Forty years ago, the world was a simpler place. What we did as fun was different. The world seemed a bigger and more wondrous place, beyond the reach of many of us.
In Galway, on December 14, 1973, Gay Byrne was the special guest as he released 2,000 gas field balloons into the skies above the city. Each balloon was sponsored and had the name of an entrant. Whichever entrant had his/her balloon returned from the furthest away would be deemed the winner. Hundreds gathered in the Square for the Great Galway Balloon Race, organised by the Galway Lions Club.
They switched as the balloons in colours of red and yellow and green soared to the sky, above the trees, above the Great Southern Hotel and into the clouds. The crowd huddled around their illustrious guest, got autographs and made smalltalk as they watched the dots become smaller and smaller and smaller, until eventually, they were all out of sight. Then they all exchanged pleasantries, and went their separate ways. It was two weeks before Christmas, and there was loads to be done. The Atlantic winds blew the balloons on their way, across Ireland and eventually out over the Irish sea. In this, the year after Ireland had joined the EEC, the balloons were heading for the European mainland.
Meanwhile, somewhere in East Germany
Two days later — It was a cold foggy day when 15-year-old Uwe Tieg was playing in the fields near his home village in the former East Germany. Uwe loved watching the birds that flew in from Scandinavia. And still does.
“It was a cold day. and it was an absolute coincidence that I was in this area because of these rare birds (Twites ). The field was only a few kilometres away from my house, because my home village is not so big, maybe 600 inhabitants,” he told me this week. “ And during my walk through the fog I discovered a small yellow object which moved in the wind near the ground. A balloon! It already had lost gas and its size was only some centimetres. It was easy to catch it and I read the card which was pinned on the balloon:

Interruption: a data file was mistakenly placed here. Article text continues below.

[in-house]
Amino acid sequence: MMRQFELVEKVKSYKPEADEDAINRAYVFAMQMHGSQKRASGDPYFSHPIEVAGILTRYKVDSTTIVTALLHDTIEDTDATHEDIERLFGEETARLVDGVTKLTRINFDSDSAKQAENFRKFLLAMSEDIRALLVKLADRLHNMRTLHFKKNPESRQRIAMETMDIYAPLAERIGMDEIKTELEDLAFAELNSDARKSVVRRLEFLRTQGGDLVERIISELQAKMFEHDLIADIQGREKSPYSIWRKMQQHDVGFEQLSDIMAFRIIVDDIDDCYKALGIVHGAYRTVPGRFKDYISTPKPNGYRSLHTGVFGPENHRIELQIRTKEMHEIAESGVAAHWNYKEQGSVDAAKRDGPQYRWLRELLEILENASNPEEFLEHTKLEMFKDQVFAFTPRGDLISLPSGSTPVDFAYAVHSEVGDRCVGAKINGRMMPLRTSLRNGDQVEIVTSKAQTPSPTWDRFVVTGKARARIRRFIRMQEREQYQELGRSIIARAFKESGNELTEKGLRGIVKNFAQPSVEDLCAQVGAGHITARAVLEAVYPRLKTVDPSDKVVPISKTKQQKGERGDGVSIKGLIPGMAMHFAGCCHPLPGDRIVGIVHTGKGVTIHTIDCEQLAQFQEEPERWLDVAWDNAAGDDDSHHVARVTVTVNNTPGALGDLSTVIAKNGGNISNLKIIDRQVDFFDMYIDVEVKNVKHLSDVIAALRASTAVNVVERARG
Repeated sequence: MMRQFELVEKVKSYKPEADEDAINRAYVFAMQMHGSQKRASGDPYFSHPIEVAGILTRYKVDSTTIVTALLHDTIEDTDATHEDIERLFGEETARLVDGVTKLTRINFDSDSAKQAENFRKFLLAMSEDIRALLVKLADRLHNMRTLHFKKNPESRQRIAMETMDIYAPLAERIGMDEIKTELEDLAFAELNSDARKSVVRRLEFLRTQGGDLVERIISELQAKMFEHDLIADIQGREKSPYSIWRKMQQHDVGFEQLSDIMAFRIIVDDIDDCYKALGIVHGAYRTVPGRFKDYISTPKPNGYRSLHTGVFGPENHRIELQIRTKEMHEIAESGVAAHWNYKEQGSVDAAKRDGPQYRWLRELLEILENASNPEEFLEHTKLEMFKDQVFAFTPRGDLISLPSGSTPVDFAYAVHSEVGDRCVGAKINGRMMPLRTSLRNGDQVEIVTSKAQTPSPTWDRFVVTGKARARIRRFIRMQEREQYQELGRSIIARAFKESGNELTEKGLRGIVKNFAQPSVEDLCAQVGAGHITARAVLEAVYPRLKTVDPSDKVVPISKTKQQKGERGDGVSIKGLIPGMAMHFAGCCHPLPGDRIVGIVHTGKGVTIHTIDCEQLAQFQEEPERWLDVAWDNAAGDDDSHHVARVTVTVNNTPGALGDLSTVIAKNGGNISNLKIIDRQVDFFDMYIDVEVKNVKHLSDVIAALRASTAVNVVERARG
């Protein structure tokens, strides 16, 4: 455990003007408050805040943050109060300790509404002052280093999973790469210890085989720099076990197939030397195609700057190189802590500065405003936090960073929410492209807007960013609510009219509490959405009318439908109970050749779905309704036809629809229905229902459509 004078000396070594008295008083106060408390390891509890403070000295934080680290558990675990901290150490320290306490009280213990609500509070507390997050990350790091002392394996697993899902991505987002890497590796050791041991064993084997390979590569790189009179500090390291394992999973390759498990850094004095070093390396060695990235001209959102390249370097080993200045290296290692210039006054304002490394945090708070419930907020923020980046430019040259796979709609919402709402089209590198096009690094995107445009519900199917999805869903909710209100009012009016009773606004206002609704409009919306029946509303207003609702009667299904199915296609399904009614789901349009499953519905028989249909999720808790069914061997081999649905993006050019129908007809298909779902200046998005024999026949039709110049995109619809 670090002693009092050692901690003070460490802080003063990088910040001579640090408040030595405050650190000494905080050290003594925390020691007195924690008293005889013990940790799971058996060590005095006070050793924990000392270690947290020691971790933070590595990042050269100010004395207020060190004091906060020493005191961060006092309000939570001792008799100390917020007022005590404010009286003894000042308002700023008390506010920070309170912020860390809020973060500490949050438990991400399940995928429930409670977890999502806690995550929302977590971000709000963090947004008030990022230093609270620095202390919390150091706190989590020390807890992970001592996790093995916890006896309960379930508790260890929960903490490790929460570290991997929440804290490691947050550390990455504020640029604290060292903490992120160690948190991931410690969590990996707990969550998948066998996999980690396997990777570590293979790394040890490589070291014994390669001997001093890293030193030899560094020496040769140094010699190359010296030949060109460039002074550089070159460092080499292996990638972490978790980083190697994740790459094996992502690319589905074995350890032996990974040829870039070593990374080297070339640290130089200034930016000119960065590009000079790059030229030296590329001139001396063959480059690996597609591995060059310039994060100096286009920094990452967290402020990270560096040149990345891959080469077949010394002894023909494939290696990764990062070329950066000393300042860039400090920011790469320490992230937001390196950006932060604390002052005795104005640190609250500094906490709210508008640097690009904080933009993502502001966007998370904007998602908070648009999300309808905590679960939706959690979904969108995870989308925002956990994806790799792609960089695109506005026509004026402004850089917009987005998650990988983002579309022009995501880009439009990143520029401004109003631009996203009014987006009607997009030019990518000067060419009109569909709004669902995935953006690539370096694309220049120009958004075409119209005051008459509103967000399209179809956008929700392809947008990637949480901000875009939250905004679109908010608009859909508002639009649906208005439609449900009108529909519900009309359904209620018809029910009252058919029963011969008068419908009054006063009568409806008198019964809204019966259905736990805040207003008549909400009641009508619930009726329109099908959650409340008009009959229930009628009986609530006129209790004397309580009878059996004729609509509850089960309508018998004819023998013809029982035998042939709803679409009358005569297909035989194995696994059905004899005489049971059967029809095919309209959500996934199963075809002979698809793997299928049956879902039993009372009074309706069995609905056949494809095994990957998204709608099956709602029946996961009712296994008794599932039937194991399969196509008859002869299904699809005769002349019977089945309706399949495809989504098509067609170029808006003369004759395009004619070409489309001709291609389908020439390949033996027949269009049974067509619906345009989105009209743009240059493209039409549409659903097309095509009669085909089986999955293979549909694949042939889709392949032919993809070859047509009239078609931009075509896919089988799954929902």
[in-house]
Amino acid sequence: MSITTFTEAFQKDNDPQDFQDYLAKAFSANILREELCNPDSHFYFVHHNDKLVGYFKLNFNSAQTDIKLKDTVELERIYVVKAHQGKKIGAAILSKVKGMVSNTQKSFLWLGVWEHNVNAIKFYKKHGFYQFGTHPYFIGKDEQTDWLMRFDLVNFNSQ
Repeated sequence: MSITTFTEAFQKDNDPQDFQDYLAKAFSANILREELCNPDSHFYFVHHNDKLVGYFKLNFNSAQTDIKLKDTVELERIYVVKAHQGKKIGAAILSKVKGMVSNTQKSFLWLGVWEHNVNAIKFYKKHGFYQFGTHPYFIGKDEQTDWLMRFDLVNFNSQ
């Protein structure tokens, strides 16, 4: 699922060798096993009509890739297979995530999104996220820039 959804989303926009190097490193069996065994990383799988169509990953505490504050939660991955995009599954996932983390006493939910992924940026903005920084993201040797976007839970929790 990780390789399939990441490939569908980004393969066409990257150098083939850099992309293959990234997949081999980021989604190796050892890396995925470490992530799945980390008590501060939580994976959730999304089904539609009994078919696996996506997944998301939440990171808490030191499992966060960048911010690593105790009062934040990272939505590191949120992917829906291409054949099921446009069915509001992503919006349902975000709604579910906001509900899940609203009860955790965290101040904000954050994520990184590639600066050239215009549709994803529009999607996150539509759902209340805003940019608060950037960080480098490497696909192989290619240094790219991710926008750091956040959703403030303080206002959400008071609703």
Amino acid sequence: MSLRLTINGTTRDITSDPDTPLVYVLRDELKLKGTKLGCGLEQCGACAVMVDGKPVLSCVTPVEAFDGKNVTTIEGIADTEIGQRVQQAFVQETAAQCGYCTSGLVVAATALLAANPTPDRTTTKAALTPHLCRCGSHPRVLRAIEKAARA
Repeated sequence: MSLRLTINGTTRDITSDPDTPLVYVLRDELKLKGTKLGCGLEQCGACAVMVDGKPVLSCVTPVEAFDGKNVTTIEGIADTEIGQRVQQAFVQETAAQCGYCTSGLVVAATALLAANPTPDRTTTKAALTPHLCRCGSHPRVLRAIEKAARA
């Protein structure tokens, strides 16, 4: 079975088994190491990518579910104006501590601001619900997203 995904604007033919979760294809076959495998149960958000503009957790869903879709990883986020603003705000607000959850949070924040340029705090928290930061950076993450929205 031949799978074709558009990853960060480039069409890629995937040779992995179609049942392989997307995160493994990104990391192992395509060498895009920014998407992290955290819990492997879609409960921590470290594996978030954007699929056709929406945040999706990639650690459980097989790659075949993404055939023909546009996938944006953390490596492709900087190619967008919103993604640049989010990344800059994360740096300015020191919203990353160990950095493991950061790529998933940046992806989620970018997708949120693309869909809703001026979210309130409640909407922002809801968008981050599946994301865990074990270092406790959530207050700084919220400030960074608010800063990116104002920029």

“It read ‘Balloon Race’— It was in English language and immediately I knew that this is something special. If the balloon really comes from Britain or Ireland, it’s a small sensation. In the GDR, balloon races were unknown and I think also forbidden. Even as I brought the balloon home and showed it my parents, I had already decided to send the balloon back via the post.
“My parents were sceptical to send the balloon back because they were afraid. In the GDR it was usual that the state security service supervised the post and opened and took away letters which were addressed to the so called “non-socialist foreign countries”. And as a result it was possible to run into difficulties. Maybe the state security service would come to my parents and survey them and me and supervise us later.